I'm excited!

I have to talk about this and I think I have probably posted enough Facebook status updates on the subject.

When my editor initially suggested I eliminate thousands of words from my book, I felt overwhelmed. He thought my story was interesting. He said my manuscript was in good shape for a first time author. However, he said that "today's reader" is less likely to pick up a thick book.

My first manuscript was over 127,000 words. Less than 100,000 would be ideal, but he thought I could possibly shave 20,000 simply by "tightening up" each chapter and that might be enough. So I went to work. I reminded myself that he knows what he's talking about.

I explained to him that I wasn't trying to write a best seller. I have a mission for this book, which is more important to me than extensive readership or sales. I do not want to compromise the content, but I also want to be open to his expertise and advice.

It's funny. My first reaction to a challenge is to feel overwhelmed and think, "I can't do it." In the end, I am actually pretty adaptable to change and compromise. I just have to get that first reaction behind me and then adjust my attitude. I can't tell you how many times, in the process of writing, I have wanted to give up for various reasons.

However, I remember when I started college and wanted to give up every time I tried to learn algebra. It was the most frustrating subject I had to learn and I did not think I could rise to the challenge, but I knew I had to do it to get a degree. I will never enjoy--or be great at--math. (You can't imagine how tough it was for me if math comes naturally for you.) I learned a more important lesson through basic algebra, though. I can do what I set my mind to if I want to badly enough. Going to school in my forties taught me that I can do a lot of things I don't think I can do. Nothing proved that to me more than algebra.

When the editor told me how much I needed to cut from the book, I initially wanted to throw up my hands and say, "Then maybe I won't even write it." I guess I did say it, because John's response was, "You have ALREADY written it. You'll figure it out." He was right. As of this morning, I am now halfway through the book and I have eliminated over 11,000 expendable words! I feel like I need to throw a party!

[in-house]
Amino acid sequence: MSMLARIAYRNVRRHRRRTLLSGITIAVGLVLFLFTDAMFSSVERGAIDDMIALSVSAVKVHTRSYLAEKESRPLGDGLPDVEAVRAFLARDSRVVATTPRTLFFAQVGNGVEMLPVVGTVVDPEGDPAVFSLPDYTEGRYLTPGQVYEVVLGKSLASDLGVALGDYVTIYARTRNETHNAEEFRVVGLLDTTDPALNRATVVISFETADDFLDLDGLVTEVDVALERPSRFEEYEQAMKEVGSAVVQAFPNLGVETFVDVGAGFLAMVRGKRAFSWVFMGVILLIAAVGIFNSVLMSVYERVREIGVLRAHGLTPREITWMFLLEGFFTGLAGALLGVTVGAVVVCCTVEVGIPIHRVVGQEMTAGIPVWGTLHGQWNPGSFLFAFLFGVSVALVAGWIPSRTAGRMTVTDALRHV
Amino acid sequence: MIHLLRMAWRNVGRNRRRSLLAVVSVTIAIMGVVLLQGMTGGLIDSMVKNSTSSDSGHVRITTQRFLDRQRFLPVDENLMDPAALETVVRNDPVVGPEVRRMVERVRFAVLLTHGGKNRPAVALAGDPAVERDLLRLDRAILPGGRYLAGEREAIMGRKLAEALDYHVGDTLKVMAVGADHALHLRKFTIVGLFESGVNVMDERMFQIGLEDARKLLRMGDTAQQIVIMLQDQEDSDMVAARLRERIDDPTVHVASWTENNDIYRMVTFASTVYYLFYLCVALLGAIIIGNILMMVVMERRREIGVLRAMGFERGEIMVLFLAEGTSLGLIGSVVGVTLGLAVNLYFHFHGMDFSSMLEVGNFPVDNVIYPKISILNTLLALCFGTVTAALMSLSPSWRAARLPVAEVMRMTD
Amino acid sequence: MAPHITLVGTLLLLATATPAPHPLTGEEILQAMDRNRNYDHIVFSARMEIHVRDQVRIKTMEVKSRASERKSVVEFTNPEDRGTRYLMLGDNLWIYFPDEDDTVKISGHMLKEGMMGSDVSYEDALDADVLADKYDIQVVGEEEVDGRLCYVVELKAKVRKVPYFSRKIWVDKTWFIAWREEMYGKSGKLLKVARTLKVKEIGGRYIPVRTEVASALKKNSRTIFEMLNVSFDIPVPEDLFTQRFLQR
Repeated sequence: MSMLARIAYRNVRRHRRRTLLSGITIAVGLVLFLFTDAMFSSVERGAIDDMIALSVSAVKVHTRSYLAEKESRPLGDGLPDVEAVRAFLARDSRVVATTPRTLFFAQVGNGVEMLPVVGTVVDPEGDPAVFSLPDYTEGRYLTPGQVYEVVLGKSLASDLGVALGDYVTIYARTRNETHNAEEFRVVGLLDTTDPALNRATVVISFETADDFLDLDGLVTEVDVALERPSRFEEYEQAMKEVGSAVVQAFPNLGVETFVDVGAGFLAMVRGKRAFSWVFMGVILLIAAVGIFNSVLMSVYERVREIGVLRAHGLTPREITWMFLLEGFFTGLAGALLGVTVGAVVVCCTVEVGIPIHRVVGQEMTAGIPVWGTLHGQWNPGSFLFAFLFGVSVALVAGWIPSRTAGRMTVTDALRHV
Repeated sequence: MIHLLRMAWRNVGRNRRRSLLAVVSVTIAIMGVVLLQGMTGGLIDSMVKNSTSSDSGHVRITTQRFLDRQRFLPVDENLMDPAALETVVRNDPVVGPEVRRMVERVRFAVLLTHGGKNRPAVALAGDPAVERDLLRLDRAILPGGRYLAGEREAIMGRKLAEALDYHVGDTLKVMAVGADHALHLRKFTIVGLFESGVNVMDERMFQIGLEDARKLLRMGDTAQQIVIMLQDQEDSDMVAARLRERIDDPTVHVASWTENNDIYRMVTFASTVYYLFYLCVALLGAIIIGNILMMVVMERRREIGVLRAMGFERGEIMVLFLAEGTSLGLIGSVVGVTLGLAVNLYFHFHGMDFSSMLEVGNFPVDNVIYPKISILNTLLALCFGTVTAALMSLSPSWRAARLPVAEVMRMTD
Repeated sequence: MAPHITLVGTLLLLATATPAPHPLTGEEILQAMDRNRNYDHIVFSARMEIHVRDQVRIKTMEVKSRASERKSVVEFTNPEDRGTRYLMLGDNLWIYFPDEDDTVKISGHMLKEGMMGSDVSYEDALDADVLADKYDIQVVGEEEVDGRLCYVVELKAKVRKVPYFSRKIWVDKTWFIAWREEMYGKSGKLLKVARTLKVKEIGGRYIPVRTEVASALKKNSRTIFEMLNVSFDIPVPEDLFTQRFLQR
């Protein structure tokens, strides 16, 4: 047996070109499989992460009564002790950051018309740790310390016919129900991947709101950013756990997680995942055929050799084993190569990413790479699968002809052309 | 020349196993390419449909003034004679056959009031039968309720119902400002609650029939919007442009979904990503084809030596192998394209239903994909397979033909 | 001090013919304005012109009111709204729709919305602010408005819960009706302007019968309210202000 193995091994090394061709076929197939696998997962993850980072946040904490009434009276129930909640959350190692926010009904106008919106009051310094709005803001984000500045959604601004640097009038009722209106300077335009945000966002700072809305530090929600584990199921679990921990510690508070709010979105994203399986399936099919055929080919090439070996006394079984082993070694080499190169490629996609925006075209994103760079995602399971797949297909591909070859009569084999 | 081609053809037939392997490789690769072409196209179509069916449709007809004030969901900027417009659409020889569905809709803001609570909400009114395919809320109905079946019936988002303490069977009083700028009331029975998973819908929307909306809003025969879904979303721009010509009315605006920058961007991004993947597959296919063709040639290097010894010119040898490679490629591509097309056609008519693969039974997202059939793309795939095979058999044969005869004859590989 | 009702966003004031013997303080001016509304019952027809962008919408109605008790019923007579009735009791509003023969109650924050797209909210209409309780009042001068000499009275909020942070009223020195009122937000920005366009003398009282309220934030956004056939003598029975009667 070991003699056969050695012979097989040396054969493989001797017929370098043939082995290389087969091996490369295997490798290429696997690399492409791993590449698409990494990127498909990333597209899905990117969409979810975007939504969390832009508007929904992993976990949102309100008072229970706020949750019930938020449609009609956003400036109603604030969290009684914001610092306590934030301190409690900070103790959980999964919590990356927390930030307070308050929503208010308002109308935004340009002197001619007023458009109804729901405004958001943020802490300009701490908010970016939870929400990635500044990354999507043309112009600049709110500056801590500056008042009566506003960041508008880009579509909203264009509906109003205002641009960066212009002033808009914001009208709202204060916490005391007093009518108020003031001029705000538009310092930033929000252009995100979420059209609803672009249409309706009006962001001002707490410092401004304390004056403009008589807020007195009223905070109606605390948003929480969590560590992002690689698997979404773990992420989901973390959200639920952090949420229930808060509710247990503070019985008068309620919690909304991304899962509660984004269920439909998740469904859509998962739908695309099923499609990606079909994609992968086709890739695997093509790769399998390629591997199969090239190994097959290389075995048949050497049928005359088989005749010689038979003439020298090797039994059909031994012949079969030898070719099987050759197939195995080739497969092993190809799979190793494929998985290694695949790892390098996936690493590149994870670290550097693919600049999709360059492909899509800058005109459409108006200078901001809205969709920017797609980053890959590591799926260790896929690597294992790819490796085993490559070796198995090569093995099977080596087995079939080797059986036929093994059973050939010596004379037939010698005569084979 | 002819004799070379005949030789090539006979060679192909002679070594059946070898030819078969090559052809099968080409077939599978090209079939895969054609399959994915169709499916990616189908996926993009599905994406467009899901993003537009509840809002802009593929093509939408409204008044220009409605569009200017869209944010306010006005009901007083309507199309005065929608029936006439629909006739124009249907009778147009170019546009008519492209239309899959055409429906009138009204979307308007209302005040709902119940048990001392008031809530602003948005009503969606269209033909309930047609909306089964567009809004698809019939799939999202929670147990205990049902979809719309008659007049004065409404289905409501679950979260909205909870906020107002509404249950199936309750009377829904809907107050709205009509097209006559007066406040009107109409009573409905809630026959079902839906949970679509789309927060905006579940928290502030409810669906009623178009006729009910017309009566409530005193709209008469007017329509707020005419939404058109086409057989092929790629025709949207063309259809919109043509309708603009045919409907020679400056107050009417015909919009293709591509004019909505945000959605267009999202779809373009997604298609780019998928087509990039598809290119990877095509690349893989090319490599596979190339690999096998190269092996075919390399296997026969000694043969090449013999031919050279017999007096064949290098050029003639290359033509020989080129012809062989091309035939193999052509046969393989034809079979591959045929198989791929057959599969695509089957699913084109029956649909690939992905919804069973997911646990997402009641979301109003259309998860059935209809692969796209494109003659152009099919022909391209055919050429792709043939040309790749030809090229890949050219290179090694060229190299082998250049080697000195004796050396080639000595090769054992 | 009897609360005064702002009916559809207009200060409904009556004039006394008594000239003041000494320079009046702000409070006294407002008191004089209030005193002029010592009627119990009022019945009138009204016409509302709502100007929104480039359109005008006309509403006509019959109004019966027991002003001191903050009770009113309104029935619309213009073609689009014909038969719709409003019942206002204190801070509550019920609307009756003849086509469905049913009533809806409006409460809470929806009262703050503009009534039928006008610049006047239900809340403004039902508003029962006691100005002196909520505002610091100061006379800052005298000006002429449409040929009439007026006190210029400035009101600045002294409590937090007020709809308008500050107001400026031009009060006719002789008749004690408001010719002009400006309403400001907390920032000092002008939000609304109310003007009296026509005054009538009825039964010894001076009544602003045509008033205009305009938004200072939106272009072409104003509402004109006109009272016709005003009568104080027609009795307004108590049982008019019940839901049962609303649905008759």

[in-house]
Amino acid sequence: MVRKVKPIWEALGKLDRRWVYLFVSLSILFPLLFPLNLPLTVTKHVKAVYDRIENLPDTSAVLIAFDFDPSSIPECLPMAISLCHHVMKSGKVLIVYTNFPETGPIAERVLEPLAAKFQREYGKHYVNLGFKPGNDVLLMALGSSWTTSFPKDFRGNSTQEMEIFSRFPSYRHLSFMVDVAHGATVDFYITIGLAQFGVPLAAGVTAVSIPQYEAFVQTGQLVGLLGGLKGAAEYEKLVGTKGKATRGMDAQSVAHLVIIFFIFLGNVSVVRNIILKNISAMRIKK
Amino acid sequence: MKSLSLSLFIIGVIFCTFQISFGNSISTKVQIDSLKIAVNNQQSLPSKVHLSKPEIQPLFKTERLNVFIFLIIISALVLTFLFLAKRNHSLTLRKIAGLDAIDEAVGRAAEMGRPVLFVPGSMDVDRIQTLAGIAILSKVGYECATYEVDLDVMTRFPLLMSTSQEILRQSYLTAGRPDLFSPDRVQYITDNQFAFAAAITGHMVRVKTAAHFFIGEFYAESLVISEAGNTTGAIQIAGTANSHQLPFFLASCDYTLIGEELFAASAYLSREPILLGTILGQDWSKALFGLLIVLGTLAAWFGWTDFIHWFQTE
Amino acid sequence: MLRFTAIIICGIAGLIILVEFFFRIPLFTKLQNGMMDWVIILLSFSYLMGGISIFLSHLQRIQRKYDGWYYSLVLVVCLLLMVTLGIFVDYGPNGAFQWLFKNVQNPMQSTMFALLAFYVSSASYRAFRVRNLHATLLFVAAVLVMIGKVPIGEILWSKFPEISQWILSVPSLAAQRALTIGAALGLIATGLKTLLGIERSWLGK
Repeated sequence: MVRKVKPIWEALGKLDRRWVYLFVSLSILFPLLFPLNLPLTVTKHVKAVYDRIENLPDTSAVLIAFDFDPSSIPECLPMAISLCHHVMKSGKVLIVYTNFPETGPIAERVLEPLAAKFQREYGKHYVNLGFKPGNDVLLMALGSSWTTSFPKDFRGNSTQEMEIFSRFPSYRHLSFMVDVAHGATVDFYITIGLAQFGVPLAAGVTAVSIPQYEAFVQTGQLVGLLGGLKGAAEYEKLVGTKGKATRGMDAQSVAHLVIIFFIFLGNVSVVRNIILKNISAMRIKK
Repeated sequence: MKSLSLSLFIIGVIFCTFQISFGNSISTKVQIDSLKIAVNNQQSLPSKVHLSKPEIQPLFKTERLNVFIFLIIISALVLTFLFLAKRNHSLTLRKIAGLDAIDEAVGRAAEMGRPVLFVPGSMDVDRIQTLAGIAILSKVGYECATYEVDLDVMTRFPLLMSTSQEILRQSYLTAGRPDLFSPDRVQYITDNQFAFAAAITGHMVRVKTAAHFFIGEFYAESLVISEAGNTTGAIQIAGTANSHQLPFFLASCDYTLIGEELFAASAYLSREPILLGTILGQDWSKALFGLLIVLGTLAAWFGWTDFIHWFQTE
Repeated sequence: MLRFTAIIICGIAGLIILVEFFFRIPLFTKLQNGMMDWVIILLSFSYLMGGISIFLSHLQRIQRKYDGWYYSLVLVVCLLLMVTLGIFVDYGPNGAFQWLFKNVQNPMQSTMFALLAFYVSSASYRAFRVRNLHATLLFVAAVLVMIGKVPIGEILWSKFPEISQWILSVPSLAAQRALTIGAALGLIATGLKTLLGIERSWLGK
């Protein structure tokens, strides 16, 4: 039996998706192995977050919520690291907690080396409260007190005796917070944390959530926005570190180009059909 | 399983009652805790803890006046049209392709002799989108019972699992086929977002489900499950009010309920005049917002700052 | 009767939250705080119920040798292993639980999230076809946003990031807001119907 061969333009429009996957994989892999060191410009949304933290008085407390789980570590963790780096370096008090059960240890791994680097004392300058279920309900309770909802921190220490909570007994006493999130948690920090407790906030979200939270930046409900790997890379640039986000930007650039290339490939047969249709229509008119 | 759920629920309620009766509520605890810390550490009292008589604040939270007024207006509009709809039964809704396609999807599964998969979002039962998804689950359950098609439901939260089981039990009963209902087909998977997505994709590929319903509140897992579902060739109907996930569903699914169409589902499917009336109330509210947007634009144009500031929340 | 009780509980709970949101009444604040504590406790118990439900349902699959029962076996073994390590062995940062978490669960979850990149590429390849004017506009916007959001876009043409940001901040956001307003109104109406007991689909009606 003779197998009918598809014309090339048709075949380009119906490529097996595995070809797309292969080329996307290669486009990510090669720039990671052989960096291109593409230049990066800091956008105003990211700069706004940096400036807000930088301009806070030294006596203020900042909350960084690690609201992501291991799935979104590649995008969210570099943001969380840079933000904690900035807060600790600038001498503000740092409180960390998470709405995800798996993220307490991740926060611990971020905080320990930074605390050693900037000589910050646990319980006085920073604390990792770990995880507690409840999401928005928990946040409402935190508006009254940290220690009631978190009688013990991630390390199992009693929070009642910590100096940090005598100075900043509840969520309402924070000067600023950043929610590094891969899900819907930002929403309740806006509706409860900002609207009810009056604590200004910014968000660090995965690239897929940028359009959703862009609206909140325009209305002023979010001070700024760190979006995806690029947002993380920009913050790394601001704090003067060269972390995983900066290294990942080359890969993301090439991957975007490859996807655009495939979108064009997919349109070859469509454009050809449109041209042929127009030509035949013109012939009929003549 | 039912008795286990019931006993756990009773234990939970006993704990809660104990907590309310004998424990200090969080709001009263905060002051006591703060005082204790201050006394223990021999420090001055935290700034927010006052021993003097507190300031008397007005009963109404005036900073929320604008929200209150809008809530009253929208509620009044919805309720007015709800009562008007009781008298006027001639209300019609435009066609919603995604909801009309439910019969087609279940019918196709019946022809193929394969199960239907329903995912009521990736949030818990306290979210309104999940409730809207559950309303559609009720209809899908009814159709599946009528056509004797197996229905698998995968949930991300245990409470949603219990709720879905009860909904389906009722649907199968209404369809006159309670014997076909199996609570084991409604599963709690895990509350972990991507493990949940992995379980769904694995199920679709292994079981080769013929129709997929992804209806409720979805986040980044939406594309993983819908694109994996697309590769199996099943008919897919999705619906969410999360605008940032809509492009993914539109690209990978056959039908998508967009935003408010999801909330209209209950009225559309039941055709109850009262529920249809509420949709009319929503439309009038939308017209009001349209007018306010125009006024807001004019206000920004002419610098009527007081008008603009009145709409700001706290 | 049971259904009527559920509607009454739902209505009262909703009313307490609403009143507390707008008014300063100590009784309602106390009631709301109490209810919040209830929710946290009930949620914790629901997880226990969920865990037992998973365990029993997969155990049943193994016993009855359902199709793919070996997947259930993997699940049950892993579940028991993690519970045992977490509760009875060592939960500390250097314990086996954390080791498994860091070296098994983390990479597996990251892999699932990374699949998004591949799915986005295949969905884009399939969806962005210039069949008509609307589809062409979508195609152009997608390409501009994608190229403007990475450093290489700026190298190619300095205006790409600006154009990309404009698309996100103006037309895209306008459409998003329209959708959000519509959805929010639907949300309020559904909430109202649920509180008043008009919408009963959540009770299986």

When I began writing this book, I was writing it to help others. You will understand that more fully when you read the book. I have read random chapters to several people and the response has repeatedly been, "This is different than I expected." At some point, I may even post the introduction on my blog to help convey the purpose of the book in case you're interested. However, as I have gone through the writing process, it's become obvious to me that God has used it for my own healing and transformation. Therefore, this book has come to mean a lot to me in different ways. I can hardly wait to have it in print. All anxiety about publishing it is gone. And in the beginning, I contended with chronic anxiety as far as other people's responses.

I know there will be those who criticize me for writing it and say hurtful things about my motive. I think I have reached a place of genuine acceptance as far as that goes. That doesn't mean misjudgments won't still hurt me. I just expect that to happen and trust God to get me through the pain. I will not be deterred by it.

Anyway, I'm excited about my progress this morning. The people I look forward to reading it most of all are you, my dearest friends.


Robin Hanloh said…
Congratulations, Shari! I can only imagine how difficult any suggestions would be for such a personal story but you handled the initial ones with humility, grace and objectivity. I had no doubt you would do the same with the editor.
Shari said…
Thank you, Robin! I'm so glad I decided to ask for your feedback in the process. There were several areas where your insight was simply invaluable to me. I was blessed to get different kinds of feedback and insight from many different perspectives, but you were the only one of my readers who shared my background.

I treasure your friendship and sharing this journey with you has only enhanced our closeness.

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